Quota In Universities: In Contrast To US, Affirmative Action Has Become An Overused Political Instrument

This morning, the Supreme Court of the United States will hear oral arguments on the question of whether or not race can be used as a consideration in college admissions. The challengers argue that this hurts Asian and white students while the defenders point to the educational benefits of a more diverse student body.

In 1978, the court had already determined that racial quotas were illegal, but it had approved measures of “affirmative action” to admit more people from underrepresented groups. This instance demonstrates how several marginalised groups may pursue divergent goals. It’s also fascinating since it’ll be considered by the most diverse US Supreme Court ever, with the two black justices having opposing opinions.

Serious statistical, philosophical, and policy disputes complement the tug-of-war in US courts. In contrast, in India, political considerations drive quota discussions, and they do so in an unambiguous fashion. Every political regime increases the quotas, such as the Karnataka government approving an order to boost SC and ST quotas, the government of Jharkhand okaying 77% quotas in state government posts, the Central government awarding ST designation to Hattees in Himachal Pradesh, and so on. The only distinction is how near these incidents occur to election dates.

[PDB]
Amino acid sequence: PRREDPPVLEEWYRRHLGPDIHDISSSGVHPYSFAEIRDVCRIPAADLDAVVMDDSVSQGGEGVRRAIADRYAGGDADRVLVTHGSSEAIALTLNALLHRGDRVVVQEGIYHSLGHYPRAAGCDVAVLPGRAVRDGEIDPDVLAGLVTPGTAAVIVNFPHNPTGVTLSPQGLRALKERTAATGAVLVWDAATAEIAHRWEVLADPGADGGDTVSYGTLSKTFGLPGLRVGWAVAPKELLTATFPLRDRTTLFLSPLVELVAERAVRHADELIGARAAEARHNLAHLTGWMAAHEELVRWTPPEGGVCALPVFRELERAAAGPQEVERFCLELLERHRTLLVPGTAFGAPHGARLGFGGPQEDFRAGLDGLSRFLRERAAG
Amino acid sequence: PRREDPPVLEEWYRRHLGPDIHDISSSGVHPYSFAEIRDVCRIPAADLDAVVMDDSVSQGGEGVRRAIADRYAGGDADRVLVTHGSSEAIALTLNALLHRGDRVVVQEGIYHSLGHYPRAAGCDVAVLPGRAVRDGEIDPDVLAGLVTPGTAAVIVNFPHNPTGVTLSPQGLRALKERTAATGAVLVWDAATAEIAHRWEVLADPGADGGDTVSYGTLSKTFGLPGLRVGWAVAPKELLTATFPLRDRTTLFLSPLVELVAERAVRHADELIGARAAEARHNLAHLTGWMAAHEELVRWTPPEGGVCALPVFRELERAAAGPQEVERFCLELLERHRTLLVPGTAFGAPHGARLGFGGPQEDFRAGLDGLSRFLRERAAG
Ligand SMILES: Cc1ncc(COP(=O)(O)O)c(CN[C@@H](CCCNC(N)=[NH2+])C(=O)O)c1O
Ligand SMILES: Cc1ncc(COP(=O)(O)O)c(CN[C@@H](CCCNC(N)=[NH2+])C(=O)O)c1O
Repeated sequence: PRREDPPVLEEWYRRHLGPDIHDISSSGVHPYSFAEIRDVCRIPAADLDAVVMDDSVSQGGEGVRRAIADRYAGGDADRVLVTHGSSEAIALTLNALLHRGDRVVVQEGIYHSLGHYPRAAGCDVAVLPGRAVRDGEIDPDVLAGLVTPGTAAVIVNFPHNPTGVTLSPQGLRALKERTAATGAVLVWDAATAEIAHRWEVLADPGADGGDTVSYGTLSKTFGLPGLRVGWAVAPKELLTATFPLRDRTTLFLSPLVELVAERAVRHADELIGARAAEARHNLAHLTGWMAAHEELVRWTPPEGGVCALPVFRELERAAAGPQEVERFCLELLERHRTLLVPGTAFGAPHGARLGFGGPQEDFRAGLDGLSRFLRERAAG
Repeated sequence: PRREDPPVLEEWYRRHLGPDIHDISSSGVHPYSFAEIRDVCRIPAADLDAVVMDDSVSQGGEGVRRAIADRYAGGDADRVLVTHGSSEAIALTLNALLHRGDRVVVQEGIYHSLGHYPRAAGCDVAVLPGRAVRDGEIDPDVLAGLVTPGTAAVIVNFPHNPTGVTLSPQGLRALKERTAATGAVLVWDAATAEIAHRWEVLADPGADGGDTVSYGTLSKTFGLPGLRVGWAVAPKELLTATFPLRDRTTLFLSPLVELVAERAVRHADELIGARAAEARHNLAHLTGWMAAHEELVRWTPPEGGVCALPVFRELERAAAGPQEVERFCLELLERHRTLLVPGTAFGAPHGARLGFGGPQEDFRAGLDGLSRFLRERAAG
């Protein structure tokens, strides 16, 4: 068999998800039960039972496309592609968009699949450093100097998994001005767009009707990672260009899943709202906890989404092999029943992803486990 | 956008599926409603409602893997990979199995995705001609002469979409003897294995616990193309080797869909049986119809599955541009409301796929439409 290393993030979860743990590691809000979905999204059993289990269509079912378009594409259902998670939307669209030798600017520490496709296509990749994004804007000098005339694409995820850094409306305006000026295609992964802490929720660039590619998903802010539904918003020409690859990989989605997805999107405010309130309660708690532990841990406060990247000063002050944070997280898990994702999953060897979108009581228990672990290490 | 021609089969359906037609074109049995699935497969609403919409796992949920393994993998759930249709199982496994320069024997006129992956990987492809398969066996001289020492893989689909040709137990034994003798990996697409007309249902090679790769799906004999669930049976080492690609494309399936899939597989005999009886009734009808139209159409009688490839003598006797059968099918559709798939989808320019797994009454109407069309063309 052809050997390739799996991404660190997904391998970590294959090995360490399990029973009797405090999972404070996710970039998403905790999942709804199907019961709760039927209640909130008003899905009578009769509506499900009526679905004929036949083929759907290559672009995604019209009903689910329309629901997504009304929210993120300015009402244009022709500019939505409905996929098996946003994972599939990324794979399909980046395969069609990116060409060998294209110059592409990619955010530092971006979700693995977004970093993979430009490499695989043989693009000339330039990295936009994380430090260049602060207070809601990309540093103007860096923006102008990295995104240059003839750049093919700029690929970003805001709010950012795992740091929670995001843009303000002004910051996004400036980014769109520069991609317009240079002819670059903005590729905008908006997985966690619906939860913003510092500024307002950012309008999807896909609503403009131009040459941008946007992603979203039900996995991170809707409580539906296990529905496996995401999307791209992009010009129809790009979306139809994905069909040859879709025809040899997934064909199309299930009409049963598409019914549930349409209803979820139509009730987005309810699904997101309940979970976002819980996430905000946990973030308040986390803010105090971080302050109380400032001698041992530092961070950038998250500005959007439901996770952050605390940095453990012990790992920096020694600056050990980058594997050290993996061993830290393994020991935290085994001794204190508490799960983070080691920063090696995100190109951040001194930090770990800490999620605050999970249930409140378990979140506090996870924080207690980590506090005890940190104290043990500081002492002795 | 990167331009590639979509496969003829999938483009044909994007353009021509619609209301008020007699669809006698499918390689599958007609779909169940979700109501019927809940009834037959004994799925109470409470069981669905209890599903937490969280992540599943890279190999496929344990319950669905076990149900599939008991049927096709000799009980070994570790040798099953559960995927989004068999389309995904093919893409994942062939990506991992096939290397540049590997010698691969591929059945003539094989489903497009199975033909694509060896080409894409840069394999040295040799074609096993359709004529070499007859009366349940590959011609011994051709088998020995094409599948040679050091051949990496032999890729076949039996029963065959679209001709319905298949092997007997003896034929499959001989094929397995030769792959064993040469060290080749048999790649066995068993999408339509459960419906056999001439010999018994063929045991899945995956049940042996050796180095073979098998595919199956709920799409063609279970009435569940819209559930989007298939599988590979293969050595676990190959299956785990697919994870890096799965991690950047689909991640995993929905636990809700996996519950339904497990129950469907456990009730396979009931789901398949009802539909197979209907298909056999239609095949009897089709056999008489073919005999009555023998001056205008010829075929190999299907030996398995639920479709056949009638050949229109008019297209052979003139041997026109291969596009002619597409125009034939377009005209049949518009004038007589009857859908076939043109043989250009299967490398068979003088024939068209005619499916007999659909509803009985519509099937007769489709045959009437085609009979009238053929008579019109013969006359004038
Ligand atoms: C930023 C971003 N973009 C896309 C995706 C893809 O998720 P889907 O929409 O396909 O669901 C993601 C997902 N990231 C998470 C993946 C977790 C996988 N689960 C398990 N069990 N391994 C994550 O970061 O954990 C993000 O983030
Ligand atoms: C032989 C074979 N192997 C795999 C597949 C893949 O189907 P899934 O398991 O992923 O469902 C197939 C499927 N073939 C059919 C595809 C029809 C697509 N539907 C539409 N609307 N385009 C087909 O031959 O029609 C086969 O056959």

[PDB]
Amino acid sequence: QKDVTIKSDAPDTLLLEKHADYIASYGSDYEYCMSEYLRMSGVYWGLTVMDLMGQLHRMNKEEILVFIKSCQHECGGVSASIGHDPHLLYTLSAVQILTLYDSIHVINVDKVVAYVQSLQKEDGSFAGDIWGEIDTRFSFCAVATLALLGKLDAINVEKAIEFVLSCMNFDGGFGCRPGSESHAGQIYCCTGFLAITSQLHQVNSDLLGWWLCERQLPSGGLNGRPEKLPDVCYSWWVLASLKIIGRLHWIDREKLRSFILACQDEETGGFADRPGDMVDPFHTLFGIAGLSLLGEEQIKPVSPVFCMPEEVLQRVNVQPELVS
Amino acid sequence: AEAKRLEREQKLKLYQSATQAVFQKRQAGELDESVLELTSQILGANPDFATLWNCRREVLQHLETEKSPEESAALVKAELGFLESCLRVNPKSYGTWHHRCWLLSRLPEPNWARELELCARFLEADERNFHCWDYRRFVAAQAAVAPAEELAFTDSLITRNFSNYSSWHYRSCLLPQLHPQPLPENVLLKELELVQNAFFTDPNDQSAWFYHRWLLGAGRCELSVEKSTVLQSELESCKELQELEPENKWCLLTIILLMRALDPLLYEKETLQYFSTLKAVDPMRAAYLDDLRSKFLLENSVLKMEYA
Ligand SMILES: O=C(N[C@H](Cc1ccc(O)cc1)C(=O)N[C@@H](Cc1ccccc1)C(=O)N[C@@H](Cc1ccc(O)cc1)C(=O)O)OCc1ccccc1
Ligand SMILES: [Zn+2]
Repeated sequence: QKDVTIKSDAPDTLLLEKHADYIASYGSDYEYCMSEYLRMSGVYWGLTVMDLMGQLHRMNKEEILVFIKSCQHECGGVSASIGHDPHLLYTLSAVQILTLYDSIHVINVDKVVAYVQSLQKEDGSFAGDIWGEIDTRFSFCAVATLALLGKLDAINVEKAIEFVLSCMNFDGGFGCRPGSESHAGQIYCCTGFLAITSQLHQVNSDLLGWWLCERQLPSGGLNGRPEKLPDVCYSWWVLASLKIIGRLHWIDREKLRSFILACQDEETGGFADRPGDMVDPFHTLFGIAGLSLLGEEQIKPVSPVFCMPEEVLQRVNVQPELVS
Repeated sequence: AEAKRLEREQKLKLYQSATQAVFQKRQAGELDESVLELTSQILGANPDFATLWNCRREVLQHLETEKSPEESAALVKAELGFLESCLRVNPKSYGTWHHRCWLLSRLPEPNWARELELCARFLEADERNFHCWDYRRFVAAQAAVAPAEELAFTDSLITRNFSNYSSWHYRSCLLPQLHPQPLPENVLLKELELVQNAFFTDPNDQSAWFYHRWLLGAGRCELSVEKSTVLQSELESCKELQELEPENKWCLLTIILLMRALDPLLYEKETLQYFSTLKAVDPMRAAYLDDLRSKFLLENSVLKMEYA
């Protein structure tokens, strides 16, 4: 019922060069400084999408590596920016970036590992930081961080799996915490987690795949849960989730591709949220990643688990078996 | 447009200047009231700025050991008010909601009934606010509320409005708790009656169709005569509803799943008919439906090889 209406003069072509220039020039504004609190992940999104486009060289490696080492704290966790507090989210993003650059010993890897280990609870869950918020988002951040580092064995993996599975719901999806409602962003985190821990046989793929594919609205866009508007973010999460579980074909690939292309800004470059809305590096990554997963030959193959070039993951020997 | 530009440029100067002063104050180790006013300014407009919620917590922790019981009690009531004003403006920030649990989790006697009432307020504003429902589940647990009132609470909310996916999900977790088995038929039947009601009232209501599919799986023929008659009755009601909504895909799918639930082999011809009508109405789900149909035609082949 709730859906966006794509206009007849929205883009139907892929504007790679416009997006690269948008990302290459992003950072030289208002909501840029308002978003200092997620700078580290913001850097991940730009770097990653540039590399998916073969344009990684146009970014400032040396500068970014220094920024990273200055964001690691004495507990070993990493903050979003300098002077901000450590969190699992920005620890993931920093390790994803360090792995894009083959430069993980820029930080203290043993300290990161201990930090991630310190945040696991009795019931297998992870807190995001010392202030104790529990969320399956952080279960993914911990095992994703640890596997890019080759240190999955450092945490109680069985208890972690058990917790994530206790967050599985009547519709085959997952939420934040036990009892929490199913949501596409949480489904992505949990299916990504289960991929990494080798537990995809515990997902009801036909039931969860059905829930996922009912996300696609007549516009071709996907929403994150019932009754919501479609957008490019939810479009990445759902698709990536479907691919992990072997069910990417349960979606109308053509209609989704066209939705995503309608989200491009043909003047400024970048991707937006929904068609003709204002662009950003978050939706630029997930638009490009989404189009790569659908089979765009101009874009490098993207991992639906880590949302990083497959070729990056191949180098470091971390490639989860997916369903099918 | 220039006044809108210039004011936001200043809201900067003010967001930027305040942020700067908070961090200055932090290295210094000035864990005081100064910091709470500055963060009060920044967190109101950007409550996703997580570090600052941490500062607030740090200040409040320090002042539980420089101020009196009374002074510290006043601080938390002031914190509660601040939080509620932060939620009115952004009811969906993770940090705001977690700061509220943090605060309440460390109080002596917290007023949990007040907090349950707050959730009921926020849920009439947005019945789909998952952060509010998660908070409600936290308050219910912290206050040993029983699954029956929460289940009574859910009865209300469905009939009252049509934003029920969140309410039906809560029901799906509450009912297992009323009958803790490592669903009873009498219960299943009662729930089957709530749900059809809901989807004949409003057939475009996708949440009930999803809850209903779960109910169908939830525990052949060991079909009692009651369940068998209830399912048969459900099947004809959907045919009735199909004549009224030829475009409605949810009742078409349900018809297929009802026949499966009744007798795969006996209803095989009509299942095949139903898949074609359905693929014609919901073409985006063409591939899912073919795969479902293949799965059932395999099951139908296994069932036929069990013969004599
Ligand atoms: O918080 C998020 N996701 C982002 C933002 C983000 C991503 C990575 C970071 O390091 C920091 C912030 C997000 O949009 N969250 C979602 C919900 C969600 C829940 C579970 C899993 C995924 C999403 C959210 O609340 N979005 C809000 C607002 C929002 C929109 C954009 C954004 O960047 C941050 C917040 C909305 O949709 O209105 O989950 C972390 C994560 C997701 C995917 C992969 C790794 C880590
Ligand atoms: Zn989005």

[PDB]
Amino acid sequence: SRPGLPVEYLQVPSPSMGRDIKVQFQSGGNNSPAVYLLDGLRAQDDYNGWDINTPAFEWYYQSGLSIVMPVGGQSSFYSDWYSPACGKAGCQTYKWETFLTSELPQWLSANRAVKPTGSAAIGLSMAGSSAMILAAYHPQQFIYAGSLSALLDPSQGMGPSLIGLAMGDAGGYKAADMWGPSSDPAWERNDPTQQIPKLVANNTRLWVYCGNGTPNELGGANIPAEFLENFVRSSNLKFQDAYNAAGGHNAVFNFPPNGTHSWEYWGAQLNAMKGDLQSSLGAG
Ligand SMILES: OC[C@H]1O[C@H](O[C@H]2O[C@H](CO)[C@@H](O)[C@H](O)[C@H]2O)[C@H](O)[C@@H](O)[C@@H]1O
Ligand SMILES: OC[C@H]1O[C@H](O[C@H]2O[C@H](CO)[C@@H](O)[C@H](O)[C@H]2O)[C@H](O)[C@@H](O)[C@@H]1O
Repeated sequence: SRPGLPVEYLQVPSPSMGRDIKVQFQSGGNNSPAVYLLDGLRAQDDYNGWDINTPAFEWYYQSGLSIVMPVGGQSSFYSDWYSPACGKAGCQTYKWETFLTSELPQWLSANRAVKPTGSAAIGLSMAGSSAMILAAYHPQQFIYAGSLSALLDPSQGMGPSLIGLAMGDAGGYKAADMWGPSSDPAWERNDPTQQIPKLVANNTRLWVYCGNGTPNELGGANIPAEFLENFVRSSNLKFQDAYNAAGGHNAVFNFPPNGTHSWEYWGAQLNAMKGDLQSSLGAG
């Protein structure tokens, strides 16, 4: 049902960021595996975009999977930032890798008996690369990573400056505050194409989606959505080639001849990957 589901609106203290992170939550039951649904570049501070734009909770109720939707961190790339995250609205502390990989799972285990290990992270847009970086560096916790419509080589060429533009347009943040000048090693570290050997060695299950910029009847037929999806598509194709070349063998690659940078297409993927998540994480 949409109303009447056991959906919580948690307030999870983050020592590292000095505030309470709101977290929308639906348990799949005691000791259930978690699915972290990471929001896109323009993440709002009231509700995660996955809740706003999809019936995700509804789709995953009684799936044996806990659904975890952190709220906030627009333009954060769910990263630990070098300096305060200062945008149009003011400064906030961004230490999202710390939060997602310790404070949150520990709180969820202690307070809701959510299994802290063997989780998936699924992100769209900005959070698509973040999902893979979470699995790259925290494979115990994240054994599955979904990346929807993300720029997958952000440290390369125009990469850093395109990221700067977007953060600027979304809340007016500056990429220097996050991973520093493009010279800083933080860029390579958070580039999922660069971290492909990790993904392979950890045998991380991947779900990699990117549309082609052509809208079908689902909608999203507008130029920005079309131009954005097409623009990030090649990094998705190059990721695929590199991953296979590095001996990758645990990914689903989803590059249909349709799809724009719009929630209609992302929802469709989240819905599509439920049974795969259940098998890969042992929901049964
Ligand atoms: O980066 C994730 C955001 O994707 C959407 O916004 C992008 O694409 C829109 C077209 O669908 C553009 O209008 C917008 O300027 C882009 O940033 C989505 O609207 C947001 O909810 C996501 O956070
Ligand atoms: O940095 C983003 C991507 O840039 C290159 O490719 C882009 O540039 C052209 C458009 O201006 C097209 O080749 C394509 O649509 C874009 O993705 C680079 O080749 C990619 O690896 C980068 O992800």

A constitutional court in India ruled against the Maratha community’s entitlement to 50% quota protection last year on the grounds that it violated the right to equality and protection against discrimination. However, the reasoning is ignored by those who push for quota removal for politically influential groups or for an increase in SC-ST quotas while complaining that a “creamy layer” has taken all the benefits for itself.

There are only so many spots available for government-funded training and employment, and everyone has to compete for them. Nobody has any faith in them to truly improve people’s lives. One of the drawbacks of affirmative action is that policies like this would only exacerbate existing socioeconomic divisions.